Stephen Rees's blog

Thoughts about the relationships between transport and the urban area it serves

Archive for September 16th, 2008

Now that one tunnel is closed, what do you do?

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You will doubtless have heard by now that a fire has closed one of the twin bores under the English Channel. Eurostar is now operating a much diminished service. So I was very interested to read in today’s Guardian how to do it the old fashioned way. Once upon a time there was through ticketing and reasonably convenient connections between train and boat i.e. a short walk through the customs shed. No more. I wonder if they will get any better- or now that it is all in the hands of competing copmpanies the current shambles will continue until the tunnel is fixed. Inter-modal transfers are not what they used to be.

Written by Stephen Rees

September 16, 2008 at 5:35 pm

Posted in Transportation

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Greens to call for twinning of many of Canada’s rail lines

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Globe and Mail

Ms. May released her entire platform last October in a 156-page document called Vision Green. However, because no election campaign was on, it received little attention in the news media.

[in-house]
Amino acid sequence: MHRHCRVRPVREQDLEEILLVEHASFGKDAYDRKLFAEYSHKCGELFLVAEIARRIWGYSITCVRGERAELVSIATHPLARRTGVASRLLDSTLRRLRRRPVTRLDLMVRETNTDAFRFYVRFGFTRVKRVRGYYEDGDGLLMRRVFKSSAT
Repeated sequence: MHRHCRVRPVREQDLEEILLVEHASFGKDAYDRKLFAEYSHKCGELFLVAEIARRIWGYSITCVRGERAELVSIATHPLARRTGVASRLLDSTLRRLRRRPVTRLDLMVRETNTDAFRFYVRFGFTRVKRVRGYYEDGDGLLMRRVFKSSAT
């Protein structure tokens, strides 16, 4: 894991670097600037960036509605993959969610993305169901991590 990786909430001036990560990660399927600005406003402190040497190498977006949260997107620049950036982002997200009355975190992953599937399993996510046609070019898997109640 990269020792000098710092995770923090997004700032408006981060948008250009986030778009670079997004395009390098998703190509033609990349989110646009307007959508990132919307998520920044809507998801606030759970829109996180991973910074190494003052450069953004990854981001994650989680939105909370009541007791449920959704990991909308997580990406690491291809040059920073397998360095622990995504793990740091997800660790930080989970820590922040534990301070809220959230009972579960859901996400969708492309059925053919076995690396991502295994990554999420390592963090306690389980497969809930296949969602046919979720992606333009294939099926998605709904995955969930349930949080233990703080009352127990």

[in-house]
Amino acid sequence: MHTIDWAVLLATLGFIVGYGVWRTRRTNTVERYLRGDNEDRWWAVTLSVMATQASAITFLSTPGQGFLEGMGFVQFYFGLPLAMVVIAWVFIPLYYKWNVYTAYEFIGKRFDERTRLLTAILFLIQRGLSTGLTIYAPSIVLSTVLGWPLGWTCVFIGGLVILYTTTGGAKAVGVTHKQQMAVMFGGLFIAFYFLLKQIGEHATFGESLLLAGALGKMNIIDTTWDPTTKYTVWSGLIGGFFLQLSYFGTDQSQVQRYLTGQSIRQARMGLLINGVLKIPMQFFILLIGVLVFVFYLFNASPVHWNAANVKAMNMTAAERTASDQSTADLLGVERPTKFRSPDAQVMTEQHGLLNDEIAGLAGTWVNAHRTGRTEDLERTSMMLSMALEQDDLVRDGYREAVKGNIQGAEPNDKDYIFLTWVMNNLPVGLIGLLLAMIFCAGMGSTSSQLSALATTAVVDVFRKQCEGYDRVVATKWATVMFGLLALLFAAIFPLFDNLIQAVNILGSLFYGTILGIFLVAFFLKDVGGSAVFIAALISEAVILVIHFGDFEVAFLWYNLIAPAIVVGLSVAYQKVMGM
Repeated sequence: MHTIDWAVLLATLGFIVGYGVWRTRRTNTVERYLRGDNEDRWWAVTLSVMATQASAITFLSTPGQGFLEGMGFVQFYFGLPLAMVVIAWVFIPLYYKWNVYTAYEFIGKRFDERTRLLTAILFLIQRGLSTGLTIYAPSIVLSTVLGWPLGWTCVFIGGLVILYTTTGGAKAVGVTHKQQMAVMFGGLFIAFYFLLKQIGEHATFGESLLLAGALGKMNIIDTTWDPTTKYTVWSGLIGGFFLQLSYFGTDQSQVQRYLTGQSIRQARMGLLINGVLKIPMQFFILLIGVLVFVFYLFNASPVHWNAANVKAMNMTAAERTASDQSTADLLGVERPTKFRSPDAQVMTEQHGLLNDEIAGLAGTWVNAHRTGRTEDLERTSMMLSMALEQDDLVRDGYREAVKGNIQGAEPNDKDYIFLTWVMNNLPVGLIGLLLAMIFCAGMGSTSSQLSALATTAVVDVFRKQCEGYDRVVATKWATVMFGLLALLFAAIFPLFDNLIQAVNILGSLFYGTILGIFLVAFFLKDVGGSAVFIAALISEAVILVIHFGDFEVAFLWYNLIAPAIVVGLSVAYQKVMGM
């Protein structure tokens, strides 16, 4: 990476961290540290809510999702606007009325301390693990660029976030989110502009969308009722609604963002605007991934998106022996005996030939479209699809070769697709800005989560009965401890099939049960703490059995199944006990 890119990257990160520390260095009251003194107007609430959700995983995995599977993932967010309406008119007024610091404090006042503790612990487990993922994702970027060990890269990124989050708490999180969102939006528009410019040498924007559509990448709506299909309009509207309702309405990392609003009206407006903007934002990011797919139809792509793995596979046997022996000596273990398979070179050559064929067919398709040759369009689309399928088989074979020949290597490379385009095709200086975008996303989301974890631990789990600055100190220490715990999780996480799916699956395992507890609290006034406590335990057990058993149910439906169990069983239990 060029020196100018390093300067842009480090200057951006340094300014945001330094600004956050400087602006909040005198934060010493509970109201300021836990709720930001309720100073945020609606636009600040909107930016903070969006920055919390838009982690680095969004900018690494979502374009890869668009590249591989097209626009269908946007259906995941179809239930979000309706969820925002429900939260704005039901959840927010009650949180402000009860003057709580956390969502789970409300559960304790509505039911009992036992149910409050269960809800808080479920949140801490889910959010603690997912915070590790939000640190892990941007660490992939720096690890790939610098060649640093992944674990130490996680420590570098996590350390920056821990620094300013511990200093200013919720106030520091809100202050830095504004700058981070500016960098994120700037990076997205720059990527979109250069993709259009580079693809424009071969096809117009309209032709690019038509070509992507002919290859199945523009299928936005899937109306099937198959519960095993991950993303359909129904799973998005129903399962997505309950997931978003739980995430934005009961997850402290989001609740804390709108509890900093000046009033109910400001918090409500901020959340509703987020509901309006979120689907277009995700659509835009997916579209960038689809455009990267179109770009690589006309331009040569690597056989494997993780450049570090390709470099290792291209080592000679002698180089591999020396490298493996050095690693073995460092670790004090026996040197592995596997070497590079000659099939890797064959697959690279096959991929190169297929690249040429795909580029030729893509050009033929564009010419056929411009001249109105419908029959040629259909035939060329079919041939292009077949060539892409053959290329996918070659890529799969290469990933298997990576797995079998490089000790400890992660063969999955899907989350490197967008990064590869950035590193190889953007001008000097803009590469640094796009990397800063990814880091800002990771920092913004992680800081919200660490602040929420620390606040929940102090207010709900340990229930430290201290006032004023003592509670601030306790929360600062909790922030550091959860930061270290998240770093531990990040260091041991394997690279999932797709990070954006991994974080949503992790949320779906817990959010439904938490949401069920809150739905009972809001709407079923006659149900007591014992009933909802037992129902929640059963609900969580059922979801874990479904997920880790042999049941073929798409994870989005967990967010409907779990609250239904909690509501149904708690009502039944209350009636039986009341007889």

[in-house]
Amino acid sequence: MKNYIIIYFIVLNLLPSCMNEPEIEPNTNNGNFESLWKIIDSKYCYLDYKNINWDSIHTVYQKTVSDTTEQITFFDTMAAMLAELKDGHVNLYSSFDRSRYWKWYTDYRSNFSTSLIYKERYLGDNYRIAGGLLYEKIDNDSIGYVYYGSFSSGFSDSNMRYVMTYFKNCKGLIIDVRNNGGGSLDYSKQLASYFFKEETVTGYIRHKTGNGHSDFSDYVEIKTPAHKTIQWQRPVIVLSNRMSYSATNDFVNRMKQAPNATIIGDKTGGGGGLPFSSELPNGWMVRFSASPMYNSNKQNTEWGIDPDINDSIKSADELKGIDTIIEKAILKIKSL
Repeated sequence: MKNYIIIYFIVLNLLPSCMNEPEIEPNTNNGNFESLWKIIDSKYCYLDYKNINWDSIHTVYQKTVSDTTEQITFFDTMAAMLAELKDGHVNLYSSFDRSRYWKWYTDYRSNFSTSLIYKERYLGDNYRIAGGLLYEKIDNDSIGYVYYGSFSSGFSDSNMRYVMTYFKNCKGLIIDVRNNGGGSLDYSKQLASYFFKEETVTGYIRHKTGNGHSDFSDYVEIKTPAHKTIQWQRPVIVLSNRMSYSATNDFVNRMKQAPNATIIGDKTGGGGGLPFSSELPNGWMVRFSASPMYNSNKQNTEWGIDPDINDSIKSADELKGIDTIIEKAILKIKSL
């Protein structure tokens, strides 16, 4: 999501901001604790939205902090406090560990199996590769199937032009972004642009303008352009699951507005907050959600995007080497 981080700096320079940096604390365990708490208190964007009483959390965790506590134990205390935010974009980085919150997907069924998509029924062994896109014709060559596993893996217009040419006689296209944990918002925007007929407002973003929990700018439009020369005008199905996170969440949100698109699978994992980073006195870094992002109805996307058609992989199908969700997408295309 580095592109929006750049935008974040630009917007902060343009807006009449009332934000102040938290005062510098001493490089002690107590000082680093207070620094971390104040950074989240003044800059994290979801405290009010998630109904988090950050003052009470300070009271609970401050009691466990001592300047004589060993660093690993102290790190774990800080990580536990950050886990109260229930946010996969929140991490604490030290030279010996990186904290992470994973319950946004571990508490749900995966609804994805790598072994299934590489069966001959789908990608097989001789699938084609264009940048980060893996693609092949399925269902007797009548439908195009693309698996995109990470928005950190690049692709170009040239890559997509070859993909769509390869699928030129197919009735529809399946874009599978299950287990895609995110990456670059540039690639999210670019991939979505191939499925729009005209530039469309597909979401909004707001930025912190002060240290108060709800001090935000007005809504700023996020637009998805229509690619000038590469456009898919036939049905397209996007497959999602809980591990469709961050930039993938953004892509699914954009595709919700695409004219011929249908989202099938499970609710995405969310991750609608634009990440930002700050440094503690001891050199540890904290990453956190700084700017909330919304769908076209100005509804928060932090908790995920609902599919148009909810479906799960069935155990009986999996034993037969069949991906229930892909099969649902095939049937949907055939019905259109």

It may not have received much attention in the media but it got a lot of attention from the Liberal Party – they copied most of it. Not that there is anything wrong with that. Good ideas are still good, no matter who promotes them. As long as they are part of a consistent platform. Of course the carbon tax is in there – as part of a tax shifting policy. Now it is not progressive to shift from income taxes to consumption taxes, and that is something that needs to be understood. And “revenue neutrality” may not be desirable either – because it is not so much how much revenue government collects but what it spends it on. One of the great myths around is that government is incapable of spending wisely, and that government expenditures are wasteful – whereas private spending is good for the economy. But actually, spending money on our public healthcare system is both good for us, the economy and much more efficient than the private sector model we see operating just to the south of us. And leaving people with more to spend on big pick up trucks, foreign holidays or widescreen tvs is of limited benefit. Which is also why I like the idea of an alternative to the GDP as a way to measure the economy.

So the proposal to increase GST looks pretty good

Restoring the GST to 6 per cent from its currently 5 per cent, and transferring that revenue to cities for environmental infrastructure projects such as public transit.

BUT my advice would be to avoid dedicated taxes that can only be spent on one thing (look at the mess the gas tax is creating in the US with transit systems running out of money as people switch from cars to buses and trains). Much better, in my view, to come up with a program of support for city transit to come from general revenues, and be unabashed about rolling back the tax breaks given to the rich and to corporations. My first target for revenues would be an end to corporate welfare, and many of the subsidies given to industries that need better direction – for example the money that goes to the oil companies, or the motor vehicle manufacturers.